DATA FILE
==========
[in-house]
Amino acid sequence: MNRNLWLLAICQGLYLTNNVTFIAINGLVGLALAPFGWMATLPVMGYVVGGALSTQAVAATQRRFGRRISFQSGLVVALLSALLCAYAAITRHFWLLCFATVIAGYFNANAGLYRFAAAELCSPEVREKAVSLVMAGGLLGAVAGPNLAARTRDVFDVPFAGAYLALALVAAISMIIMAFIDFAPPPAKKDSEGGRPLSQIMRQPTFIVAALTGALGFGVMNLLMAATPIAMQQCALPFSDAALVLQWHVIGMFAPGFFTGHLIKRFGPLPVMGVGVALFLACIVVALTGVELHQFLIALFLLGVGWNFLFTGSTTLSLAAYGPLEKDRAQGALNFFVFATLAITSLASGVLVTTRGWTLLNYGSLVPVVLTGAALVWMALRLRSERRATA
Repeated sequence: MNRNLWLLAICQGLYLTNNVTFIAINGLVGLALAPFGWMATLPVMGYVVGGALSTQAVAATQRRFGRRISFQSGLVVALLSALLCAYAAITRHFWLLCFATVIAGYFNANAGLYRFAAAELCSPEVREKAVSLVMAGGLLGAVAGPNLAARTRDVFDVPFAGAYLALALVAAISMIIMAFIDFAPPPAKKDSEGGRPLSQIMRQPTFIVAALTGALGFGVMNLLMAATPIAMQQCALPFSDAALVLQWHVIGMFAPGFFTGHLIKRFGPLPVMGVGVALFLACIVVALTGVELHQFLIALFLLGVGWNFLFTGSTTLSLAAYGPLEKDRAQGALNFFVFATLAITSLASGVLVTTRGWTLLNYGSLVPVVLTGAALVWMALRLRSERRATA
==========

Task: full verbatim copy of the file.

[in-house]
Amino acid sequence: MNRNLWLLAICQGLYLTNNVTFIAINGLVGLALAPFGWMATLPVMGYVVGGALSTQAVAATQRRFGRRISFQSGLVVALLSALLCAYAAITRHFWLLCFATVIAGYFNANAGLYRFAAAELCSPEVREKAVSLVMAGGLLGAVAGPNLAARTRDVFDVPFAGAYLALALVAAISMIIMAFIDFAPPPAKKDSEGGRPLSQIMRQPTFIVAALTGALGFGVMNLLMAATPIAMQQCALPFSDAALVLQWHVIGMFAPGFFTGHLIKRFGPLPVMGVGVALFLACIVVALTGVELHQFLIALFLLGVGWNFLFTGSTTLSLAAYGPLEKDRAQGALNFFVFATLAITSLASGVLVTTRGWTLLNYGSLVPVVLTGAALVWMALRLRSERRATA
Repeated sequence: MNRNLWLLAICQGLYLTNNVTFIAINGLVGLALAPFGWMATLPVMGYVVGGALSTQAVAATQRRFGRRISFQSGLVVALLSALLCAYAAITRHFWLLCFATVIAGYFNANAGLYRFAAAELCSPEVREKAVSLVMAGGLLGAVAGPNLAARTRDVFDVPFAGAYLALALVAAISMIIMAFIDFAPPPAKKDSEGGRPLSQIMRQPTFIVAALTGALGFGVMNLLMAATPIAMQQCALPFSDAALVLQWHVIGMFAPGFFTGHLIKRFGPLPVMGVGVALFLACIVVALTGVELHQFLIALFLLGVGWNFLFTGSTTLSLAAYGPLEKDRAQGALNFFVFATLAITSLASGVLVTTRGWTLLNYGSLVPVVLTGAALVWMALRLRSERRATA